What is ADHD? Use this free printable ADHD checklist to help you learn the symptoms, including not following directions, excessive talking, and difficulties organizing tasks. I have created the checklist to be especially helpful for parents, but it can also be a great resource for professionals and teachers to use as well.
Both parents and professionals should realize that there may be other causes of ADHD symptoms, such as a child not getting the recommended sleep for his/her age, having a sensitivity to artificial colors in food like red dye 40, or actually having a sensory processing disorder (SPD) instead.
This is not intended to diagnose a child, but should be able to provide you with a good starting point for determining whether a child should have further evaluation. I know it can be confusing sometimes when you are dealing with frustrating child behavior, so be sure to check out my other pages to gather as much information as possible.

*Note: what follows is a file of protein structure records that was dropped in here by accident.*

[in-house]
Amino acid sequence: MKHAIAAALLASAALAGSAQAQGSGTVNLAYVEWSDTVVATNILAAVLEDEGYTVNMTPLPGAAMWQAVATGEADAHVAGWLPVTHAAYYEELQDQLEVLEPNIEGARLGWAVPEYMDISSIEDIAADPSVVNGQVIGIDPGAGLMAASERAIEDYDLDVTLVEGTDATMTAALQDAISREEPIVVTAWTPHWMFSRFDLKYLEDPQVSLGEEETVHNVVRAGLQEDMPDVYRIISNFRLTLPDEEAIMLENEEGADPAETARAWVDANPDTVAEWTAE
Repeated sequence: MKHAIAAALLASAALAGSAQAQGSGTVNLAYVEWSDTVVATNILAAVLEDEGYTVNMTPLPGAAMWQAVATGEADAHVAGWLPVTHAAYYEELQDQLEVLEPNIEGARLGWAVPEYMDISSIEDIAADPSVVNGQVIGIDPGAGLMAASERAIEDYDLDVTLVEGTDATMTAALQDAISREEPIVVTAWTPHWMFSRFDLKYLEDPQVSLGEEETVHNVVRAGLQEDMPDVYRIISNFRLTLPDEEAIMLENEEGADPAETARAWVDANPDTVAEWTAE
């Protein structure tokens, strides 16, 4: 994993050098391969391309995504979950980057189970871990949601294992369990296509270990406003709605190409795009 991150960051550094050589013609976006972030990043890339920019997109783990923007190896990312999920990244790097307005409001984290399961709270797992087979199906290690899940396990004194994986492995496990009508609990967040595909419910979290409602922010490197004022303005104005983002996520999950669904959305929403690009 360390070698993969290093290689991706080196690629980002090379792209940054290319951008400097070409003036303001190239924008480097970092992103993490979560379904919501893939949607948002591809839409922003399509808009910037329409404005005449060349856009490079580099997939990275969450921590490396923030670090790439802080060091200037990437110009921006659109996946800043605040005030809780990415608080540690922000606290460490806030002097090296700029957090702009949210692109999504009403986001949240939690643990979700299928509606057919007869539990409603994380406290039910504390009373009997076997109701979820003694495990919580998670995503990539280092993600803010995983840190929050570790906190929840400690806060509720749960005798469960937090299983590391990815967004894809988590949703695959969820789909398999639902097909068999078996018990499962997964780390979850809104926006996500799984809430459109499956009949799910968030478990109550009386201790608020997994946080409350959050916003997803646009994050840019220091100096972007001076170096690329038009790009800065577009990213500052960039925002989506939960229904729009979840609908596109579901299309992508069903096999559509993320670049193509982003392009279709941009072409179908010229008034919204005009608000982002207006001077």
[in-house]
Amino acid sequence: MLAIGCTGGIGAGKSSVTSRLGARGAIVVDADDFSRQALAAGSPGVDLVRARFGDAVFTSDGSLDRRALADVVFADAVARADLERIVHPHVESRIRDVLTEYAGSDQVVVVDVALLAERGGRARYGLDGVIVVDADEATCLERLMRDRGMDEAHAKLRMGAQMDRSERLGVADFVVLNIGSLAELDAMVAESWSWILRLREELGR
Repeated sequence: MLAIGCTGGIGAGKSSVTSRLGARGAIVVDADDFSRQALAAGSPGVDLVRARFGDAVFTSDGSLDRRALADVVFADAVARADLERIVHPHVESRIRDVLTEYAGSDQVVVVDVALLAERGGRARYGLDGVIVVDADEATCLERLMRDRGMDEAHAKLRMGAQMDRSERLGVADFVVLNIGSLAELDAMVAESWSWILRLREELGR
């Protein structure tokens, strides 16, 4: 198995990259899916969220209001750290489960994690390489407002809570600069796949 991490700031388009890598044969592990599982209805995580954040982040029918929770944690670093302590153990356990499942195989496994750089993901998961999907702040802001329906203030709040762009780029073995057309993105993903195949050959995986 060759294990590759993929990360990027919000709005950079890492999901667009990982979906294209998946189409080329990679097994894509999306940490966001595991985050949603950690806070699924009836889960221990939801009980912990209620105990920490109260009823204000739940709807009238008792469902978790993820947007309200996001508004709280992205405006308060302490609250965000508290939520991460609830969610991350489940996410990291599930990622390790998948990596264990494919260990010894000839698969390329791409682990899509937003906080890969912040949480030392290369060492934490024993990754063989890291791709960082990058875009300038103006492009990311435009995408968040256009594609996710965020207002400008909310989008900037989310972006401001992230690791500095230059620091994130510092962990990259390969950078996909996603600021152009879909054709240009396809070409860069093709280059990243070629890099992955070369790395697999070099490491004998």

When using the ADHD checklist, talk to your child's pediatrician if your child has six or more of the symptoms listed at the top and/or six or more of the symptoms listed at the bottom in the often or very often category. The ADHD Checklist is adapted from the DSM-IV diagnostic criteria.
Note: You must temporarily disable any pop up blockers to open the chart or hold down the CONTROL button while clicking on the chart.
You will need Adobe Reader (the latest version is recommended) installed on your computer in order to open and print the ADHD checklist. You can get Adobe Reader here (a new window will open so you can download it without leaving this page, but you will need to temporarily disable any pop up blockers to open the new window and the checklist).
If you want to open the file in your browser window, just click on the chart. However, if you want to download the file to view later, then right-click on the link and choose "Save Target As" or "Save File As." Then select where you want to save the file on your hard drive.
Once you have saved the file, locate where you saved it, and double click to open.
In order to print, open the downloaded file, and select the "Print" option.
1. American Psychiatric Association. (2000). Attention Deficit and Disruptive Behavior Disorders. In Diagnostic and statistical manual of mental disorders (Fourth edition---text revision (DSM-IV-TR). Washington, DC: American Psychiatric Association, 85-93.